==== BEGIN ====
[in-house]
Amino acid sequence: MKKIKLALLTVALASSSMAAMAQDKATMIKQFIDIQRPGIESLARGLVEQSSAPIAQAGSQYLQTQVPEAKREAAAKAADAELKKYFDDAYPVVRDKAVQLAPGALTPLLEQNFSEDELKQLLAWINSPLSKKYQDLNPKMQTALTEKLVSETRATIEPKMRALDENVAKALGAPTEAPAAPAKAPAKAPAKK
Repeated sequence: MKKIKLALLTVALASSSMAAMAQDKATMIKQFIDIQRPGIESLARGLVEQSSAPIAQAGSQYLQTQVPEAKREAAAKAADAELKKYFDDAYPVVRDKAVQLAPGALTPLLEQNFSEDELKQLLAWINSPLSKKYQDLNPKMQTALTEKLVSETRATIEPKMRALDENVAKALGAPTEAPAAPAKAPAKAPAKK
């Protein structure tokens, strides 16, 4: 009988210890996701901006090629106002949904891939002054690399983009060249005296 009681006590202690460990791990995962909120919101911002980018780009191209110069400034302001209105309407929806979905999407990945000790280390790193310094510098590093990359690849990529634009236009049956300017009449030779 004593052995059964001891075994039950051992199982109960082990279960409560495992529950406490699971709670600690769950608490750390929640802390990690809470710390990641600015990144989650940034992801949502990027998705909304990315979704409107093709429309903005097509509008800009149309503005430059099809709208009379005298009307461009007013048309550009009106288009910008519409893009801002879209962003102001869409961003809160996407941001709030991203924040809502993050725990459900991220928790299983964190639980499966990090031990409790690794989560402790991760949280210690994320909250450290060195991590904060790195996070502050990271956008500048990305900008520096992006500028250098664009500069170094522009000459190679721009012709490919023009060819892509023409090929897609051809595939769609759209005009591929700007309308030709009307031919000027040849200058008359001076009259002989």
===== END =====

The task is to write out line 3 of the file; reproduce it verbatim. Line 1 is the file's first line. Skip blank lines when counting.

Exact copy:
Repeated sequence: MKKIKLALLTVALASSSMAAMAQDKATMIKQFIDIQRPGIESLARGLVEQSSAPIAQAGSQYLQTQVPEAKREAAAKAADAELKKYFDDAYPVVRDKAVQLAPGALTPLLEQNFSEDELKQLLAWINSPLSKKYQDLNPKMQTALTEKLVSETRATIEPKMRALDENVAKALGAPTEAPAAPAKAPAKAPAKK